Thursday, July 20, 2006

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Vetoing Science…

By demosthenes on Republicans

Hypocrisy is a fashionable vice, and all fashionable vices pass for virtue

It should come as little surprise that this administration’s first veto is used to stymie science. The administration has had a bone to pick with any science that brushes up against its own notions of morality and sense of manifest destiny from climate change to evolution to biology in the classroom.

What is most disturbing to me about this is the opportunist nature of his posing with the ‘snowflake children.’ This hits pretty close to home for me, being the father of one of those adopted embryos he prattles on about with no understanding. I spoke about this first and at length a year ago here.

What really bugs me here is the conflation—in fact, it is likely that this administration will go down in history as the ‘conflation administration.’ It conflates Al Qaeda with Iraq, conflates Islamic fundamentalists with secular Arab states, conflates science with religion, and today he conflated embryonic adoption with stem cell research.

Today, Bush said: Each of these children was still adopted while still an embryo and has been blessed with a chance to grow, to grow up in a loving family. These boys and girls are not spare parts.”

Indeed they are not as I and every other parent who has gone through the embryonic adoption process can attest. One might think given Bush’s posing—and I use that word very deliberately—that this administration would be a friend to those who wish to adopt to prevent, in his words, the taking of innocent life. The problem is, that’s not the case.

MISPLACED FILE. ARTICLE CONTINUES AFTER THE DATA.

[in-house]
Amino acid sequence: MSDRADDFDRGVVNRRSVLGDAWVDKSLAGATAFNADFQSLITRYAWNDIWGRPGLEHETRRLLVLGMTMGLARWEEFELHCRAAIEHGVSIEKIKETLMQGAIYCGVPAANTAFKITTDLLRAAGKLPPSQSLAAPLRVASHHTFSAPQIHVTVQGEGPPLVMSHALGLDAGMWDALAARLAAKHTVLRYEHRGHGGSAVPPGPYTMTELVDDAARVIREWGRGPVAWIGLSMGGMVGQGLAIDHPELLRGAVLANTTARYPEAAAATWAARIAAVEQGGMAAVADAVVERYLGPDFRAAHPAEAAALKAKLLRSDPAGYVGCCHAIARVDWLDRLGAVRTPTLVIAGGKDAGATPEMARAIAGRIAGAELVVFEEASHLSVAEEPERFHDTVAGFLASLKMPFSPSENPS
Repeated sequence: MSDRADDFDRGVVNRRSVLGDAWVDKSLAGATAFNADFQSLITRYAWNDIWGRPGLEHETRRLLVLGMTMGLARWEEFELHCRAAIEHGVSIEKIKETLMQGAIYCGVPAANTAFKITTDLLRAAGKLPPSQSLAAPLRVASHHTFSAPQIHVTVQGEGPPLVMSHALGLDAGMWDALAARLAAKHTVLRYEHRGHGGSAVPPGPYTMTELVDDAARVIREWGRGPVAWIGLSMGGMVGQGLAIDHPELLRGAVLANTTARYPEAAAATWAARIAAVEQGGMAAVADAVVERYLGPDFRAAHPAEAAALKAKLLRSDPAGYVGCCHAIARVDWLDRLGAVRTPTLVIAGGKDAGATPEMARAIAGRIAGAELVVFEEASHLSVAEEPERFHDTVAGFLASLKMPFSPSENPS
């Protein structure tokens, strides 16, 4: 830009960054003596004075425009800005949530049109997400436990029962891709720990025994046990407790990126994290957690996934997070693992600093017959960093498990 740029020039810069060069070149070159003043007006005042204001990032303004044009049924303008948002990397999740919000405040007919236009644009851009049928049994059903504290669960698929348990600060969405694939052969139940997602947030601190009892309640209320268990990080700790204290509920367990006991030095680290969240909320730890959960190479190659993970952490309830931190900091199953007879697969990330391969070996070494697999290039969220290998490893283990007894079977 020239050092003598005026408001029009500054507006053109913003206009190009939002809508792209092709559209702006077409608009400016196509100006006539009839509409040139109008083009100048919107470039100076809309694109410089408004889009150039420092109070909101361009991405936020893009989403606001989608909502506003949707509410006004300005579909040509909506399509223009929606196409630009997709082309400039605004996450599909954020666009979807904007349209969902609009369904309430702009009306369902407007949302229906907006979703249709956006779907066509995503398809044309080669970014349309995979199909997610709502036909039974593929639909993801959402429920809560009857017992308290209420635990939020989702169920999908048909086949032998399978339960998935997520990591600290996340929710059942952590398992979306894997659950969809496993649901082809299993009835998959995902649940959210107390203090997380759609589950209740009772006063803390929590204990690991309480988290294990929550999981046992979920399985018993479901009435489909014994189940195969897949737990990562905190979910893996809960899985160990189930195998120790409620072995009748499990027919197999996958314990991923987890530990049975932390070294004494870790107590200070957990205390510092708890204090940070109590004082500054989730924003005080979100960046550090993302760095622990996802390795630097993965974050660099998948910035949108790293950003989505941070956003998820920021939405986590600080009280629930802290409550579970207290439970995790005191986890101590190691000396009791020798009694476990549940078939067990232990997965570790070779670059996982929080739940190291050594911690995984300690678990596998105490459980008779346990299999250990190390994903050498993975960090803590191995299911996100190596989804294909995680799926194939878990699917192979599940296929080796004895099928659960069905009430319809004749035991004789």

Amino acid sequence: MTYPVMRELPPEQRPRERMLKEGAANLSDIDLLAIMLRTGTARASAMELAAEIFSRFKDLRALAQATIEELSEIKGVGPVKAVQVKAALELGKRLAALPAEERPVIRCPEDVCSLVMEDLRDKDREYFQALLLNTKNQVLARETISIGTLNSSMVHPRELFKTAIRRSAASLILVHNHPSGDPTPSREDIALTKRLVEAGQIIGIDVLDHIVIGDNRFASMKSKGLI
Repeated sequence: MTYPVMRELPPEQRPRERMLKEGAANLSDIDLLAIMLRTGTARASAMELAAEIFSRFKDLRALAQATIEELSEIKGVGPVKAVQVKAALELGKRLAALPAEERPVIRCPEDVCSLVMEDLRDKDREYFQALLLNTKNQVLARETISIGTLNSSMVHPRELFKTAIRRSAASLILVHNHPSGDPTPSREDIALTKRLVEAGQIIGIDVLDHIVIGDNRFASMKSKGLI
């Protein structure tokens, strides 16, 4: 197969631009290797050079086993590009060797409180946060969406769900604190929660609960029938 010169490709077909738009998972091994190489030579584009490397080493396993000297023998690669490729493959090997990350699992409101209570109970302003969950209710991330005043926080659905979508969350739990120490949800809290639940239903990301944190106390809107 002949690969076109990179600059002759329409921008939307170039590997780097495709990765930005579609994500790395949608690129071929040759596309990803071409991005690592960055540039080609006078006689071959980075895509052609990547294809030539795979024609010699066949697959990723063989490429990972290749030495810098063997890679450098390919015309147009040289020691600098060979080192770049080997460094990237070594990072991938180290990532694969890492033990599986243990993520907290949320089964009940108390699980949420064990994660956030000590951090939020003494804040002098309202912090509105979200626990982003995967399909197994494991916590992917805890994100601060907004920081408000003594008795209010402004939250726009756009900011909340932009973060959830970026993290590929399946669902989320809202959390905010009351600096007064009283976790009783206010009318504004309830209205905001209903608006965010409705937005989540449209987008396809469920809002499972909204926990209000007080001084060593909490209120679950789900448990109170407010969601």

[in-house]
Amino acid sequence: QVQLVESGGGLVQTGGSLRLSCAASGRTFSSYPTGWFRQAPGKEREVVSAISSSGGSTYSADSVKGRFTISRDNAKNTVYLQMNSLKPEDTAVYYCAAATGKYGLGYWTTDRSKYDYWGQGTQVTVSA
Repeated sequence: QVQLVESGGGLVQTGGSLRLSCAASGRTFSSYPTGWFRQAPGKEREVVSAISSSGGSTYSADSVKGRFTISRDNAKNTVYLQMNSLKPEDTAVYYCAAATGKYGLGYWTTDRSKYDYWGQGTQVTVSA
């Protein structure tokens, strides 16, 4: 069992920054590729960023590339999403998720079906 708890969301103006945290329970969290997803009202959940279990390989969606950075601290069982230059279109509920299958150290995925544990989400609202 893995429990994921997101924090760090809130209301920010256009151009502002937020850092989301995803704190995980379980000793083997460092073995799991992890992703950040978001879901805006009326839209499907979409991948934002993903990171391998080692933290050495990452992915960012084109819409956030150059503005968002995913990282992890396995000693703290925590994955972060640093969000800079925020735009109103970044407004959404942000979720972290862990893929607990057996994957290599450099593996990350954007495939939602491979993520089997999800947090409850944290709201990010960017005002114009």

This administration has overseen the passing of new federal state and local regulations that governs the testing of embryos such that those left are virtually stranded. Those participating today at Columbia University and elsewhere are unable to adopt leftover embryos because the new regulations push a tangle upon the system requiring new testing from the donors in ways that doom those embryos—they will be thrown out. They have to be.

Think about that—this tissue won’t be used to save lives, it won’t be used to create families or beautiful children like my son—they will be consigned to oblivion. All because Bush believes that the same unattached four cell blastocysts that routinely flush out during menses on a daily basis without so much as a peep from religious fundamentalists or anyone else are so precious they must be destroyed.

It’s not as if this veto will stop more embryos from being created or save those already in cryogenic stasis—it won’t; the disposition of leftover embryos is decided by the donors who check a box on their forms and opt to save them for another pregnancy, donation for stem cell research (which contrary to popular belief is legal and continuing) or for embryo adoption. Those frozen blastocysts already in fertility clinics are suffering from a terminal condition—lack of womb. Today, Bush in a continuing effort to enforce his own vision of morality condemned childless couples and the ill in one swipe of the pen, vetoing those who would act to save others to throw a bone to his base.